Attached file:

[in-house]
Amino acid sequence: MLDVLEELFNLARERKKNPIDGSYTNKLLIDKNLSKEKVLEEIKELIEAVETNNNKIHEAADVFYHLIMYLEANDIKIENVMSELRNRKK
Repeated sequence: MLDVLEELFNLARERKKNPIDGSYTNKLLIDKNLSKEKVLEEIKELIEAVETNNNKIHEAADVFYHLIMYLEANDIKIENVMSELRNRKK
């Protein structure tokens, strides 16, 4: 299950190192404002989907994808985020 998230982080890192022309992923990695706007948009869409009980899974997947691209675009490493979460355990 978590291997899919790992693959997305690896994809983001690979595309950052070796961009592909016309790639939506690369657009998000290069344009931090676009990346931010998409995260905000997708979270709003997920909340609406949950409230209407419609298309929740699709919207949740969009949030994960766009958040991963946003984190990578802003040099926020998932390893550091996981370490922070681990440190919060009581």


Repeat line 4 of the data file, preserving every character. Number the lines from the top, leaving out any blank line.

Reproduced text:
């Protein structure tokens, strides 16, 4: 299950190192404002989907994808985020 998230982080890192022309992923990695706007948009869409009980899974997947691209675009490493979460355990 978590291997899919790992693959997305690896994809983001690979595309950052070796961009592909016309790639939506690369657009998000290069344009931090676009990346931010998409995260905000997708979270709003997920909340609406949950409230209407419609298309929740699709919207949740969009949030994960766009958040991963946003984190990578802003040099926020998932390893550091996981370490922070681990440190919060009581």